Case Study – Ransomware Attack Forces Practice To Close

      Comments Off on Case Study – Ransomware Attack Forces Practice To Close

Many practices believe that a ransomware attack is nothing more than a nuisance to their business. But one practice in Michigan found out that ransomware can be costly. In this case, the practice was forced to close down permanently. Patient records were all completely lost and patients have been left scrambling to find replacement physicians. Without records to send to new physicians, patients are in a tough position due to a ransomware attack.

What happened?

Brookside ENT and Hearing Center in Battle Creek Michigan was the victim of a ransomware attack earlier this year. The entire patient records database was encrypted and the practice was locked out of the data. The attackers demanded $6,500 in payment to release the data.

The two owners of the practice, Dr. William Scalf and Dr. Jason Bizon decided against paying the ransom because they had no guarantee that after paying the attackers would release the data.

When the payment wasn’t made, the attackers deleted all of the practice’s data. This included all patient records, billing information, and appointment schedules.

What was the result?

According to Dr. Bizon, the database for the patient records was encrypted and therefore wasn’t accessible to the attackers. He stated that no data was released in this breach. However, all data was deleted.

Because of this, the physicians decided to close the practice and retire early rather than attempt to rebuild.

The practice will officially close on April 30, 2019.

The office has been working to find referral physicians for its patients. However, since no medical records exist, a lot of stress has been created for the patients. Those with complex medical histories have no way to get that information to a new physician.

Dr. Bizon stated that the FBI is now investigating the breach.

How can a ransomware attack impact your practice?

Ransomware works by infecting a computer and then it begins to encrypt all the data on that computer with a key that is nearly impossible to crack. Once the data is encrypted, it is not accessible to the victim. The ransomware will then present a ransom demand for a payment to be made to release the data. If the ransom is paid, then the data will be released. Sometimes. The victim has no way to know for sure if that will happen and often, because of this, they choose not to pay.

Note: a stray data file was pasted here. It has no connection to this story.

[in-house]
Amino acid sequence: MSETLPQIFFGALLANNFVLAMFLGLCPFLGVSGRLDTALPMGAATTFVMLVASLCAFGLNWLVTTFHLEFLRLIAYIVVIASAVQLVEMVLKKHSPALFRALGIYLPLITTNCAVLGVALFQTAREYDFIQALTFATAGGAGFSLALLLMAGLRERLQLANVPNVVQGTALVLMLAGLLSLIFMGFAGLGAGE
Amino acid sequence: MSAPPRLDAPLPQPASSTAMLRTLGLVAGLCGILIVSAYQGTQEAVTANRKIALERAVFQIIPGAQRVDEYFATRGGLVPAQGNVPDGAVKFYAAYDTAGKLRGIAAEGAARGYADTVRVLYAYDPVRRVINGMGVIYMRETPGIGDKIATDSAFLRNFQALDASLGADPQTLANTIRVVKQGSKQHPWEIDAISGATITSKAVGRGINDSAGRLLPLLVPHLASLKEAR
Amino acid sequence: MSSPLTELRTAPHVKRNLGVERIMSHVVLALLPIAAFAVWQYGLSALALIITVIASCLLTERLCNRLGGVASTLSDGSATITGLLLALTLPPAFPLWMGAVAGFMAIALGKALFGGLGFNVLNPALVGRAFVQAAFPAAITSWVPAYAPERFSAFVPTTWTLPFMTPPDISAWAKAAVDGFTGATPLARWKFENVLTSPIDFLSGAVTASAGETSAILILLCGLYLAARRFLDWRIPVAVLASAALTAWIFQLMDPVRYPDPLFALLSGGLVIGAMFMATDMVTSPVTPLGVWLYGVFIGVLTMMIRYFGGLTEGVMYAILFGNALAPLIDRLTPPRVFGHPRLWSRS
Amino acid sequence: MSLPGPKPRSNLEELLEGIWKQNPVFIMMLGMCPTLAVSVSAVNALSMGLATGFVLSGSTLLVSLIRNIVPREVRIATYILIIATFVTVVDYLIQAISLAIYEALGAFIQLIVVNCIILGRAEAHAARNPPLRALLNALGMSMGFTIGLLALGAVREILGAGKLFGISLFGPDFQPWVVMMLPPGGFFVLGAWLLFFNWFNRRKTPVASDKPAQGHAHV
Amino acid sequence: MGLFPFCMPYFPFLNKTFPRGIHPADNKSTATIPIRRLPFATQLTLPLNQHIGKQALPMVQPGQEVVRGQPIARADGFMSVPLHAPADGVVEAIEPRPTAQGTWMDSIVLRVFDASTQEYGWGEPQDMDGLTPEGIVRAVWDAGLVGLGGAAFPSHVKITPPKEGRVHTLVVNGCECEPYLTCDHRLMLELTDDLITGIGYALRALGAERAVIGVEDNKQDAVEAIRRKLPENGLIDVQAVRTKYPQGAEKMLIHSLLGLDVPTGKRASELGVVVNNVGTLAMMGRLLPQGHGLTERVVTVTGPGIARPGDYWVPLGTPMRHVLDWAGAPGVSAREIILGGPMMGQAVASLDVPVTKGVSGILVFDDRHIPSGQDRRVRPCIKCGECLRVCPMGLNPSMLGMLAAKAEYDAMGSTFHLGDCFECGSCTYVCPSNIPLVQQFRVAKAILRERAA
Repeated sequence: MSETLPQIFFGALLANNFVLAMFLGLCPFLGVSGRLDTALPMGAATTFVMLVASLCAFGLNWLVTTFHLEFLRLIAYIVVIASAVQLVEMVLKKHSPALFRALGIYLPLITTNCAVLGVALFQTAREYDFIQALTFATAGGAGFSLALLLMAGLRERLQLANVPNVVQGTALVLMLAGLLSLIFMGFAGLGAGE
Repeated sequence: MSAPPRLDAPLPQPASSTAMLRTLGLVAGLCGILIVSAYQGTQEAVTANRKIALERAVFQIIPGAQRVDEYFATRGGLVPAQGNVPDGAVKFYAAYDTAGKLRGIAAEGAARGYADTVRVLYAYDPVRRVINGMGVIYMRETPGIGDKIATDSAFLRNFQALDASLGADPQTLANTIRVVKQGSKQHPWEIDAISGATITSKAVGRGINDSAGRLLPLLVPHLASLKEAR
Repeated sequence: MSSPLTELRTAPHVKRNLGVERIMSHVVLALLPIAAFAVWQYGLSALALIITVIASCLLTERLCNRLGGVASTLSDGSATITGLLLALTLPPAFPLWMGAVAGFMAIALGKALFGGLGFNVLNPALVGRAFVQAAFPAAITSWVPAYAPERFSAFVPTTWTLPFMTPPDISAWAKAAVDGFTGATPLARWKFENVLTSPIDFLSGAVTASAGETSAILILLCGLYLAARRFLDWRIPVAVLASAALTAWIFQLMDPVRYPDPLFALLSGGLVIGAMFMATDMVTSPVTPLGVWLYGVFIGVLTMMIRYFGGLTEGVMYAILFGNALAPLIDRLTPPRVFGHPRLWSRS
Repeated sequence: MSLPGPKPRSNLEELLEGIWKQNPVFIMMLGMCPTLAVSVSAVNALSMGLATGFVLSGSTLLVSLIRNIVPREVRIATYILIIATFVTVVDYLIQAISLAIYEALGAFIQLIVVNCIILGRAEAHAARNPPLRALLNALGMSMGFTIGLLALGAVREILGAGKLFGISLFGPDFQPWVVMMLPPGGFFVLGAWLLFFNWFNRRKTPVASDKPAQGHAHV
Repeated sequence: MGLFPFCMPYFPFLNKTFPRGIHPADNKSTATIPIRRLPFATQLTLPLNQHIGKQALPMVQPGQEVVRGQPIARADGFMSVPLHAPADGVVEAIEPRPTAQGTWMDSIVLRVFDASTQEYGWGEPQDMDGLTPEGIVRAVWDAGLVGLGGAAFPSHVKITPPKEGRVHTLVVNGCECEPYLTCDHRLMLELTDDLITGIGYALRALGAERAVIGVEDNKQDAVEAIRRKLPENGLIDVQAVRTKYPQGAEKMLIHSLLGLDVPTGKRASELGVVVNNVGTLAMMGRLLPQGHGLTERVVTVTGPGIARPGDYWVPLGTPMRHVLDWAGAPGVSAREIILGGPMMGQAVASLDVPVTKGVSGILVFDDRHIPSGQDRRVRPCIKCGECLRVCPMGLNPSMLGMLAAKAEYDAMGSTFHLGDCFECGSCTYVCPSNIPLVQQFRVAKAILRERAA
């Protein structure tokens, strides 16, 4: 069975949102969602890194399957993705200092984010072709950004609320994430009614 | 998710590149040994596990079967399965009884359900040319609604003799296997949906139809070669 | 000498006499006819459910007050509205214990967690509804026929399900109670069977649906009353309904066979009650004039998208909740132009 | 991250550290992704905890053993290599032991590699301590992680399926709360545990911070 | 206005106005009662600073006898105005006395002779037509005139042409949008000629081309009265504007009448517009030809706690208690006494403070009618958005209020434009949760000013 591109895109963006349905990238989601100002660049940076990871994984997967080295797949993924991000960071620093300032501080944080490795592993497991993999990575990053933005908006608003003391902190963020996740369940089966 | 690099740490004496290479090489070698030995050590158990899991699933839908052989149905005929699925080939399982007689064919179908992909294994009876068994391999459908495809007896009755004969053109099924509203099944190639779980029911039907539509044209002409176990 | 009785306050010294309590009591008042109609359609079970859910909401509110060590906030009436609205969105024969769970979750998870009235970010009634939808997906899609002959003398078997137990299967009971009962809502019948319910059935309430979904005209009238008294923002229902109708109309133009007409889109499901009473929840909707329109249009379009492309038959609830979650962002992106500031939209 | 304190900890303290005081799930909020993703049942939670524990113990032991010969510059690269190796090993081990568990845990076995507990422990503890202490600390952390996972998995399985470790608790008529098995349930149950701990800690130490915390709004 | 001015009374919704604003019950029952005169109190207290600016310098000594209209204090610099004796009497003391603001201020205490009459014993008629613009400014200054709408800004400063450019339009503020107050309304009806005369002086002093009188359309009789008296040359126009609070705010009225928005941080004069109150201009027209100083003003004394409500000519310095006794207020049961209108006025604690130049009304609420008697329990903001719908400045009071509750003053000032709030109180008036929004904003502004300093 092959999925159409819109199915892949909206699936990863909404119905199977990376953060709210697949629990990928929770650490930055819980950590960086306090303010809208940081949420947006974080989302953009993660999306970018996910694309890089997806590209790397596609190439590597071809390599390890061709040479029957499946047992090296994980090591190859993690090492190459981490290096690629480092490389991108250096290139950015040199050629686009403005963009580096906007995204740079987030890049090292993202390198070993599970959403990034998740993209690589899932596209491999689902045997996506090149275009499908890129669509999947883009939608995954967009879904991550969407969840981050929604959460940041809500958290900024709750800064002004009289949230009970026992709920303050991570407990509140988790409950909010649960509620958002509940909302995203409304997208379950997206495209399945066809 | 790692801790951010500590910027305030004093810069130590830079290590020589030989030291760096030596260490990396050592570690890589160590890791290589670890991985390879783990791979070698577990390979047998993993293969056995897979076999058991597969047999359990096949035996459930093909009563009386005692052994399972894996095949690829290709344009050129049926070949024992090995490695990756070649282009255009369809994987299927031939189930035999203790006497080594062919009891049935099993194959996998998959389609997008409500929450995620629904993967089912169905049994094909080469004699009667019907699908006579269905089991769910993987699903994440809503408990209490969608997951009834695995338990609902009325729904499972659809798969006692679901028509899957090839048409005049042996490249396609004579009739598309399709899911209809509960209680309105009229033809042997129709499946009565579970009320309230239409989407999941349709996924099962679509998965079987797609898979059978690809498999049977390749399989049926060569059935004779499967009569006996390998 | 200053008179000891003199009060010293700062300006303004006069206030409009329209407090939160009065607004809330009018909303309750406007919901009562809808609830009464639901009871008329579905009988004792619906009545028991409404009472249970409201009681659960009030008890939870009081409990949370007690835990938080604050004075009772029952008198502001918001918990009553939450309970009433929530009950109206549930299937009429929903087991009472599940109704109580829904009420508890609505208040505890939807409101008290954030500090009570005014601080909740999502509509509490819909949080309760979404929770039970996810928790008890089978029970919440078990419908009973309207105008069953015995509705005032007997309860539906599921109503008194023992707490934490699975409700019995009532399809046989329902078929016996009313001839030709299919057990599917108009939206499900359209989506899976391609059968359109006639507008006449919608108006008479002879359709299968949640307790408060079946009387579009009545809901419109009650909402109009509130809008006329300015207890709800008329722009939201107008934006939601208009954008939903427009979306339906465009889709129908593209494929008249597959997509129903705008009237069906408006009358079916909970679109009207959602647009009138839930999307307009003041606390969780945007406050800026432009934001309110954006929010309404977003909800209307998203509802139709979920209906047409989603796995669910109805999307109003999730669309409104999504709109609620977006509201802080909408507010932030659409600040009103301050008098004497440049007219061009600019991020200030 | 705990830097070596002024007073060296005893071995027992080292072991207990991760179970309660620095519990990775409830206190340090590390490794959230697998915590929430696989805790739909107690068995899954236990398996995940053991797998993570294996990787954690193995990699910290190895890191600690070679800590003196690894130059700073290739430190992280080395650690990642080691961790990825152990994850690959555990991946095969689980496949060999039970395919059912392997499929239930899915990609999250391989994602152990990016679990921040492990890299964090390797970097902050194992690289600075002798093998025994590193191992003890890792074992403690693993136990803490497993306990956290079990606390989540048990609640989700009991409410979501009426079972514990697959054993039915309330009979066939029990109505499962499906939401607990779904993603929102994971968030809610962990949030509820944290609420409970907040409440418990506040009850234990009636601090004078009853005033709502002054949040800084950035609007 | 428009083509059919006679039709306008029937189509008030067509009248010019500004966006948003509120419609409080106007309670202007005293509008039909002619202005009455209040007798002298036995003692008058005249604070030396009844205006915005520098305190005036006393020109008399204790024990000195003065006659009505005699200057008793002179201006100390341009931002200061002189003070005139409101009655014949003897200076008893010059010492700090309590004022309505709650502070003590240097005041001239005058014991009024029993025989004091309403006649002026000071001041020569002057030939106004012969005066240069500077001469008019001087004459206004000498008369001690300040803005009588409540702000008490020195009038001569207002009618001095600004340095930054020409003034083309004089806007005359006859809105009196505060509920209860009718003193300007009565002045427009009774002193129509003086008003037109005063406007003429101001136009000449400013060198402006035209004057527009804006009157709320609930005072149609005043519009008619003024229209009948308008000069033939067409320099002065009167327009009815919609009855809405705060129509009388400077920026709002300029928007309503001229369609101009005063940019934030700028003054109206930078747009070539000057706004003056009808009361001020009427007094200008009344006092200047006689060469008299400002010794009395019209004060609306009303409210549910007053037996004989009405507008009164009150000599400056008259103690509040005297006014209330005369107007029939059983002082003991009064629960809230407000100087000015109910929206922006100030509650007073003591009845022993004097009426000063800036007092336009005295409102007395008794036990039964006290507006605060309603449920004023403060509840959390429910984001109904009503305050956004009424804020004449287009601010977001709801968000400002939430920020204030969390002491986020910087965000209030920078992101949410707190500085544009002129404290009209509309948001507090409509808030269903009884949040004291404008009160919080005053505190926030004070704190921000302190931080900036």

If a victim doesn’t have proper backups, then at this point, they will lose everything. As in this case, the practice lost everything and wasn’t able to recover.

How can you protect yourself from a ransomware attack?

The first step in protecting your practice from any type of attack is your Risk Assessment. Everything starts with the Risk Assessment. If you haven’t already performed one, then you need to do that before anything else. This will let you know what areas of your practice are exposed.

This specific case illustrates the necessity for a good backup system. A good system to use is the 3-2-1 backup system. A 3-2-1 system works as follows:

  • 3 copies of your data
  • 2 different types of devices are used for your data (the original data on the server and another such as an offsite backup or backup drives)
  • 1 of these backups must be offsite.

If the practice above had followed this, then the worst case scenario is that they might have lost one day’s worth of data by restoring the previous day’s offsite backup. One day to rebuild is a lot easier than starting from scratch.

Your data is what drives your practice and it must be protected.

Having a backup and disaster recovery plan is required under HIPAA regulations. Here is a statement by the Department of Health and Human Services (HHS) concerning backups:

“Covered entities must have contingency plans that establish policies and procedures for responding to an emergency or other occurrences (fire, system failure, and natural disaster) that damages systems that contain e-PHI.” HHS

After you have ensured you have a good backup and disaster recovery plan, make sure you have good anti-malware protection on each of the computers on your network. This will help to lower your risk of infection.

Finally, make sure the network is secured with a commercial grade firewall and that all outside users who need access do so via a VPN (Virtual Private Network) connection. This ensures that there are no open services live on the Internet to be attacked by hackers or other cyber criminals.


Ransomware is serious. This example can show just how serious it can be, especially for the small practice. Many small practices don’t have an on-staff IT person to ensure all of these items are addressed. This is why many small practices fall victim to ransomware and phishing type attacks. The ransomware threat will continue as long as attackers are able to make money from this without a lot of risks.